By Deborah Bruce
Worshipers who are more involved in their congregations give more financial support to their church than do those who are less involved. This trend holds true for Catholics, for mainline Protestants, and for conservative Protestants. Greater giving is fueled by many different types of congregational involvement. Let’s take a look.
Giving levels. Two-thirds of conservative Protestants say they give 5% or more of net income to their congregation. In contrast, only one-third of Catholic worshipers and half of mainline Protestants give at that level.
Involvement influences giving. Compared to less-involved worshipers, more of the involved worshipers give at least 5% of income to their congregation. Involved worshipers:
- Attend worship services weekly or more often.
- Are members of the congregation or in the process of joining the church.
- Participate in one of the church’s small groups.
- Hold a leadership role in the church.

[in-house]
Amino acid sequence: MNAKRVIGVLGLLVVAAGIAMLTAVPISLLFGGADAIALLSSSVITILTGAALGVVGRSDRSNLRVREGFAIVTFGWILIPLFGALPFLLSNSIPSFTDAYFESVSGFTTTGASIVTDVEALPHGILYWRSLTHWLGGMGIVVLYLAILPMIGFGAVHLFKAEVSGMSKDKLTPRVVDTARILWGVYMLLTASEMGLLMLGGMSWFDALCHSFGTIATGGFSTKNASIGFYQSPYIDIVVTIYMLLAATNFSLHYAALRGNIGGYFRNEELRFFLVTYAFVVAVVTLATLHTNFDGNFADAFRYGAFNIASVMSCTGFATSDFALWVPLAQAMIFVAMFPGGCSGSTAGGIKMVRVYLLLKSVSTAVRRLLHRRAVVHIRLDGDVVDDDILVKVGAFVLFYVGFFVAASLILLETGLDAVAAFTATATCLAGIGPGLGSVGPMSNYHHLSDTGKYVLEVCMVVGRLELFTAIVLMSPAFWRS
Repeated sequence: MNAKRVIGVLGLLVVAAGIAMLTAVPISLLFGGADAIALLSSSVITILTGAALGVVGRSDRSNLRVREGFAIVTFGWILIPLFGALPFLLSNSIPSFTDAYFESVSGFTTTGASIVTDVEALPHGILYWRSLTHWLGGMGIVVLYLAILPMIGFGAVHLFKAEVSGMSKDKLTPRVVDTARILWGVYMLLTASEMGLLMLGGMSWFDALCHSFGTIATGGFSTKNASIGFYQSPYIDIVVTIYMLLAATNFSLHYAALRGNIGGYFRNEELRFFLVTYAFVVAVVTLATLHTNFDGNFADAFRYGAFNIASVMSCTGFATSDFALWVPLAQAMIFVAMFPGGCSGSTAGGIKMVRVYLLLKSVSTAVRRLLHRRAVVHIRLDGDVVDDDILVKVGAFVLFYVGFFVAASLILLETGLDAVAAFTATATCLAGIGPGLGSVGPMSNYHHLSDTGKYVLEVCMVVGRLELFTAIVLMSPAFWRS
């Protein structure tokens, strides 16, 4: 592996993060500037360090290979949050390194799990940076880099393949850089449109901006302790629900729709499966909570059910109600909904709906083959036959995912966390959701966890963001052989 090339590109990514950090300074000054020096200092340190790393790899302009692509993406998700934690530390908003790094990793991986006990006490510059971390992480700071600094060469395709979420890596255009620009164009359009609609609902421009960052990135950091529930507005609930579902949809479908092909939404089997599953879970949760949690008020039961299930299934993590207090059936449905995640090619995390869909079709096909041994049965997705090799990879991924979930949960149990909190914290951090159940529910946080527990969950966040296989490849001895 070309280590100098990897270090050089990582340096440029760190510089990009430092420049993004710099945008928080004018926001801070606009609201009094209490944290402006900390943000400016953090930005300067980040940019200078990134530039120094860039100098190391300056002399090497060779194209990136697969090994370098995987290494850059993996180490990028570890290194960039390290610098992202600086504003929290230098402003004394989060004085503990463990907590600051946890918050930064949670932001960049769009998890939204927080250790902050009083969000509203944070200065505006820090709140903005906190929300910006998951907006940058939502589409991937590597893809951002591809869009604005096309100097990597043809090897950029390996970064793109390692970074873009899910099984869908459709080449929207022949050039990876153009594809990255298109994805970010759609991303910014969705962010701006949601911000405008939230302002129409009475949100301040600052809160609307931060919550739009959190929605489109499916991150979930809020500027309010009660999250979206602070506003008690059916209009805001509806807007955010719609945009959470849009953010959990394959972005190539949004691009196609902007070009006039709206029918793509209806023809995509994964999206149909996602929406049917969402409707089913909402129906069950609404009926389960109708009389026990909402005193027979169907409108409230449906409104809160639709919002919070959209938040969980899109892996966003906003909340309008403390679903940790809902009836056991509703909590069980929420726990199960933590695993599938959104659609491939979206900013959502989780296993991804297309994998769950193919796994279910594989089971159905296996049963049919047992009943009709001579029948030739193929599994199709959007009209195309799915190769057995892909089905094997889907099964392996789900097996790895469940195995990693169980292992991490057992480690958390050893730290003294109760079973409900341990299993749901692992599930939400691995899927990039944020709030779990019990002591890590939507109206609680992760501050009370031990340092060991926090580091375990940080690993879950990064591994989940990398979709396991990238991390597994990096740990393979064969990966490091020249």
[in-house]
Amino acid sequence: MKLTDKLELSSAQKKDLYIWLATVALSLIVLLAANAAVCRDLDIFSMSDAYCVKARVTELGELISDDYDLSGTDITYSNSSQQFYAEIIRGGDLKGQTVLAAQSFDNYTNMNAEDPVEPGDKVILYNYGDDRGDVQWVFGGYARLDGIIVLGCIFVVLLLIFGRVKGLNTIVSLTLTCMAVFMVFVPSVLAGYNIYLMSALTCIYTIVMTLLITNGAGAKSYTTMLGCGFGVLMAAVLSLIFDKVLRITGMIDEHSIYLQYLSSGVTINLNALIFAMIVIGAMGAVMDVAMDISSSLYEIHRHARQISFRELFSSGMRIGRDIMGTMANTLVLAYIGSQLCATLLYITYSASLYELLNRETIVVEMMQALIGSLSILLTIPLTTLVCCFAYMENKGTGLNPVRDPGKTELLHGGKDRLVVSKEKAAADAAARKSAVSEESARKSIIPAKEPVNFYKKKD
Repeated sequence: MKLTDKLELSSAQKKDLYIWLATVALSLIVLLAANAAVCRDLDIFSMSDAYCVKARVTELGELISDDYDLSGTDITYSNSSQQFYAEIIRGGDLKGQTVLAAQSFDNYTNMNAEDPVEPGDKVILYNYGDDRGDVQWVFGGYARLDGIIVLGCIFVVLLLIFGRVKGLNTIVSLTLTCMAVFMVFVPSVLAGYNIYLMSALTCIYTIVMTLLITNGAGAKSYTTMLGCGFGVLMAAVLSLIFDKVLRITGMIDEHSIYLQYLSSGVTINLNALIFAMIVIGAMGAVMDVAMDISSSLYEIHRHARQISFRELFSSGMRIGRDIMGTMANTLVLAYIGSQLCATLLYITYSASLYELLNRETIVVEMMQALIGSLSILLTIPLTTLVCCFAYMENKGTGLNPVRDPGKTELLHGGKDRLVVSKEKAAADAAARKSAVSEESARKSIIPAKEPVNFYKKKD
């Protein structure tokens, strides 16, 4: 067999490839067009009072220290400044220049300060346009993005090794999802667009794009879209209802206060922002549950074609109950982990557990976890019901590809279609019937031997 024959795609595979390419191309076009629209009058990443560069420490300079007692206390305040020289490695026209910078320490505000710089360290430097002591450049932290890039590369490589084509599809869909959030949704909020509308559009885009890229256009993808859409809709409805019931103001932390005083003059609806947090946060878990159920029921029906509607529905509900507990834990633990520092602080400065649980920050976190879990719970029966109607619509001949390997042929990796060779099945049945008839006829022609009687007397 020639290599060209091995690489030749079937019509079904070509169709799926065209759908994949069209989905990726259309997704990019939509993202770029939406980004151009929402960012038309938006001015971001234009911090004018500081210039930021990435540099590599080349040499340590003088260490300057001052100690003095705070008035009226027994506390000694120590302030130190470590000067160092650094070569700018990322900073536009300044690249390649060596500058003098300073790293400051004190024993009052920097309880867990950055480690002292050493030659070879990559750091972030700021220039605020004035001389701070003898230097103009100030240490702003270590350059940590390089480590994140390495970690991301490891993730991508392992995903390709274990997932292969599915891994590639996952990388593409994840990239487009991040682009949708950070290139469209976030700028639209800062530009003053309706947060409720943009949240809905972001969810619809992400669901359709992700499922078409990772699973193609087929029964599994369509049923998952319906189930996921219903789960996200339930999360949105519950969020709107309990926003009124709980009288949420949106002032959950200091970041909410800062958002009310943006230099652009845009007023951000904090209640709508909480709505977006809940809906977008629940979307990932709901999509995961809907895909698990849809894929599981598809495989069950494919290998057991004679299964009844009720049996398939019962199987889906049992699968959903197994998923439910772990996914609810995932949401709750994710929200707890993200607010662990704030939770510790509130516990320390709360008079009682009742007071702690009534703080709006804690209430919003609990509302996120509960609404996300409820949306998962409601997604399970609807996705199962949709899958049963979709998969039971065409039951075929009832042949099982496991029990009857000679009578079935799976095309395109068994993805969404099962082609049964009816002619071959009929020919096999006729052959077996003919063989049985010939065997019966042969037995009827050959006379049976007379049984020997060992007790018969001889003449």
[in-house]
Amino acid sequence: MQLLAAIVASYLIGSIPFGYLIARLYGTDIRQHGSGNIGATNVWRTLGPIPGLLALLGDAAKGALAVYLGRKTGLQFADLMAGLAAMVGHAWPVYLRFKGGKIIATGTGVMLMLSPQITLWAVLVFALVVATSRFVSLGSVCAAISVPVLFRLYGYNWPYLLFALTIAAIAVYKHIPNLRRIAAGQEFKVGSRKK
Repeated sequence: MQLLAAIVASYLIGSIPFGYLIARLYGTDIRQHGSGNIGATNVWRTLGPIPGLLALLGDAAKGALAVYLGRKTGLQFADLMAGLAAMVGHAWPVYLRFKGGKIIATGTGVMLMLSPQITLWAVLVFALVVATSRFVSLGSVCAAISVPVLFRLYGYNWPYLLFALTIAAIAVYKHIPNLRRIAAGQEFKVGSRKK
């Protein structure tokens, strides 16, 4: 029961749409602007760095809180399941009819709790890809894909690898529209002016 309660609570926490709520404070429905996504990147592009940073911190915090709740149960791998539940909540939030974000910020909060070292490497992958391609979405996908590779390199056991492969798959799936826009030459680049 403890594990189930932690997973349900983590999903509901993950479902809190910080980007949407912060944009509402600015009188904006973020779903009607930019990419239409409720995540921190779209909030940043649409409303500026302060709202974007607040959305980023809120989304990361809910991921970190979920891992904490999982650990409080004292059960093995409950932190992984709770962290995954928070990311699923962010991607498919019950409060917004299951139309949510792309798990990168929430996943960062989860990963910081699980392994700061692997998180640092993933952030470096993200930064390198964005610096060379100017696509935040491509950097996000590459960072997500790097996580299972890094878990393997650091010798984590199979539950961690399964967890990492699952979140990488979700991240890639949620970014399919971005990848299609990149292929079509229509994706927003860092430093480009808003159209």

- Often participate in congregational decision making.
- Participate in the community service or evangelism work of the congregation.
Worshipers who are involved in multiple ways give at the highest levels. Among worshipers who are virtually uninvolved in their congregation (attend less than weekly, not a member, not involved in small groups, not holding a leadership role, not involved in decision making, not involved in service work), only about one in ten give at least 5% of income to their church. In contrast, at least six in ten of worshipers who are involved in all six ways contribute 5% of income or more to their congregation.
Implications. The good news is that most worshipers are actively involved congregational life. In fact, more than half are involved in at least three of these six ways. Increasing the ways in which worshipers are connecting to the church pays off for your congregation’s financial bottom line.